Huge canyon discovered under Greenland ice
One of the biggest canyons in the world has been discovered beneath the Greenland ice sheet.
800km long and up to 800m deep - the canyon was carved out more than four million years ago, before the ice arrived. It was discovered by accident as scientists researching climate change mapped Greenland’s bedrock by radar.
The hidden valley is longer than the Grand Canyon in Arizona. It traverses from the centre of Greenland to the northern coastline and before the ice sheet was formed it would have contained a river gushing into the Arctic Ocean. Now it is packed with ice.
The ice sheet, up to 3km (2 miles) thick, is now so heavy that it makes the island sag in the middle (central Greenland was previously about 500m above sea level, now it is 200m below sea level).
The canyon was discovered by using radar to bounce signals back off the bedrock underneath. Researchers are trying to find out how much will the Greenland ice sheet contribute to sea level rise if, as predicted, the Arctic continues to warm as greenhouse gases increase. Studying the data collected over decades, they were amazed to stumble across the canyon.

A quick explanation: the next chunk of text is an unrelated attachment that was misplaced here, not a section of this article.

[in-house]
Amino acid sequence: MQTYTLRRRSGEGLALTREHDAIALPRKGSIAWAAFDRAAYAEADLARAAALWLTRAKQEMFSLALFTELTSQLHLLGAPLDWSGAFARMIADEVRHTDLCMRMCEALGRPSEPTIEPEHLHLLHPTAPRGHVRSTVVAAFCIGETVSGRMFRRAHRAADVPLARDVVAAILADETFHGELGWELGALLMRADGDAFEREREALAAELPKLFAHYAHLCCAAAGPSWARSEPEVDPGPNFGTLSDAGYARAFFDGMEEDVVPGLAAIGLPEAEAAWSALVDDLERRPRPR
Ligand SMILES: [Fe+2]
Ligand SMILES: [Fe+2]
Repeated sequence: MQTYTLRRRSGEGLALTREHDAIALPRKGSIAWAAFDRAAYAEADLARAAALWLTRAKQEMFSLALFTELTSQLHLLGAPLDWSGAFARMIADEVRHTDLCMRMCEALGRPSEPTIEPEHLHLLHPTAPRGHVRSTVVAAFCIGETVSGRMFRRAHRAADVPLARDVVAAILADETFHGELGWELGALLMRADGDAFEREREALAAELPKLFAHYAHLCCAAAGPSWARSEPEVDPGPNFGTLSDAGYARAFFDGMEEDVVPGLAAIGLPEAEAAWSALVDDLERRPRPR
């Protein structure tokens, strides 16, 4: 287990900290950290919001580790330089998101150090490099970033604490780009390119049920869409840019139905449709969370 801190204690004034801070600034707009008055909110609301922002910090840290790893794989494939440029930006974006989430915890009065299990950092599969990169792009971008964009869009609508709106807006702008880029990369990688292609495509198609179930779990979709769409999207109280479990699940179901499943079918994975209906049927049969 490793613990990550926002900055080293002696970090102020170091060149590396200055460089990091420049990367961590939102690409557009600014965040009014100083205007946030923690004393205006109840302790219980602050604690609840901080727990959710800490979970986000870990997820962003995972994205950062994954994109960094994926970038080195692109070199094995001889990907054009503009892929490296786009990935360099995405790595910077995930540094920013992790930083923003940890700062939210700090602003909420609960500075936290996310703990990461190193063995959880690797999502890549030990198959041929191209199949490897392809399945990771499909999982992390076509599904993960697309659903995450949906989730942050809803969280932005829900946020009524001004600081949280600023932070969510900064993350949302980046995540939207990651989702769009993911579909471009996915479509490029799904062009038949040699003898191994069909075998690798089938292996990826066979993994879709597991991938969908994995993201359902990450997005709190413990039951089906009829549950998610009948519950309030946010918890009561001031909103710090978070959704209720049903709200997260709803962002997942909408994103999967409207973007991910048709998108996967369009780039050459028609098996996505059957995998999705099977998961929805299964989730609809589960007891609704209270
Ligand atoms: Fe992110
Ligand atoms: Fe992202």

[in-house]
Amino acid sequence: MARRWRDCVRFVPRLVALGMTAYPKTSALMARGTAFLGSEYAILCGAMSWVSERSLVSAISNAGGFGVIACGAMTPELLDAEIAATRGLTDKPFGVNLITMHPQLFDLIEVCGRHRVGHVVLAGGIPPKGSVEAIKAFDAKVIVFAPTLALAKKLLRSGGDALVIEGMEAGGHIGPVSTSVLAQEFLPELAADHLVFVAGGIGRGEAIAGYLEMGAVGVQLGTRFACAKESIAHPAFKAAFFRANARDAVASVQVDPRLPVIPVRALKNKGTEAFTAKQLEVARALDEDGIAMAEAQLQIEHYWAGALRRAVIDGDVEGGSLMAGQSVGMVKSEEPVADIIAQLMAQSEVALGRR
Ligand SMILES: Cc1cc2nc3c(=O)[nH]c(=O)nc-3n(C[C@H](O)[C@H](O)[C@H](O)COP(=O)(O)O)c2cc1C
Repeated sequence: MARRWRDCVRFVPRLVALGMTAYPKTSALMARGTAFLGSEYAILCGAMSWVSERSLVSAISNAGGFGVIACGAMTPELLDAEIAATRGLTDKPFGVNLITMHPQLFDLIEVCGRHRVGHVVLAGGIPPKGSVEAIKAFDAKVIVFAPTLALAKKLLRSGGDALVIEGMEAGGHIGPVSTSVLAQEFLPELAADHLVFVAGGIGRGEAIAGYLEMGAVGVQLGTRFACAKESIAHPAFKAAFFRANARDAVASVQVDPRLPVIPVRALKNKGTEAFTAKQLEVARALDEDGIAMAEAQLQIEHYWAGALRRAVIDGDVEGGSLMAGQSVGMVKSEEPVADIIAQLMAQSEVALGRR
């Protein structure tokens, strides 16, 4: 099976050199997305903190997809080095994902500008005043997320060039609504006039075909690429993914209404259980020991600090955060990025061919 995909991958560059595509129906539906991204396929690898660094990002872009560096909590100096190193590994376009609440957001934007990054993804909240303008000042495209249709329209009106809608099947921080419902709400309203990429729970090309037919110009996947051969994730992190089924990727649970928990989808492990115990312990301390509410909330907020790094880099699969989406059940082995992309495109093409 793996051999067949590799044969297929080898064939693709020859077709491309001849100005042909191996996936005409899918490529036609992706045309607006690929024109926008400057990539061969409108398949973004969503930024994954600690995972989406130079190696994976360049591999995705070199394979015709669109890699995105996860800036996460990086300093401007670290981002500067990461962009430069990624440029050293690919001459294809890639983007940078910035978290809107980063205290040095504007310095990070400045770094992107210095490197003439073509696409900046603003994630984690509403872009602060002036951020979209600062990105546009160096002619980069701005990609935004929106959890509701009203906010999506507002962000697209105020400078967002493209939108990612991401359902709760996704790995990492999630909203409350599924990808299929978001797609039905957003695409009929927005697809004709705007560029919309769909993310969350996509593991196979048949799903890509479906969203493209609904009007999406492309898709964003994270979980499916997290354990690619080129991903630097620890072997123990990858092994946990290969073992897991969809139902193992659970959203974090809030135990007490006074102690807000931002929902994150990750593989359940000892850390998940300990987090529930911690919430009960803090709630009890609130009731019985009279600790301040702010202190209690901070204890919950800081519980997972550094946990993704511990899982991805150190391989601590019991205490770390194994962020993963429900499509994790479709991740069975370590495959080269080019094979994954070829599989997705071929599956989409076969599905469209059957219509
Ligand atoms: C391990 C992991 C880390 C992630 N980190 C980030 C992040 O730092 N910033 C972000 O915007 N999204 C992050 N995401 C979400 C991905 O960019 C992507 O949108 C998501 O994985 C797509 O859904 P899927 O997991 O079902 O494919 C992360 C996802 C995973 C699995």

The lead author, Prof Jonathan Bamber of Bristol University said: "With satellite images instantly available on a mobile phone we could assume that the Earth has been fully mapped, but there's clearly a lot left to discover. We're incredibly excited about this - it really is a once-in-a-lifetime discovery to find something on this scale."
Prof David Vaughan from British Antarctic Survey said: “The Greenland and Antarctic ice sheets hide a lot. It’s pretty surprising to find this canyon. Greenland isn’t that big for a canyon of that size, and for it to survive in its pre-glacial form after successive glaciations is quite something.”
More information about expeditions to Greenland from Expeditions Online.
Source: BBC Science
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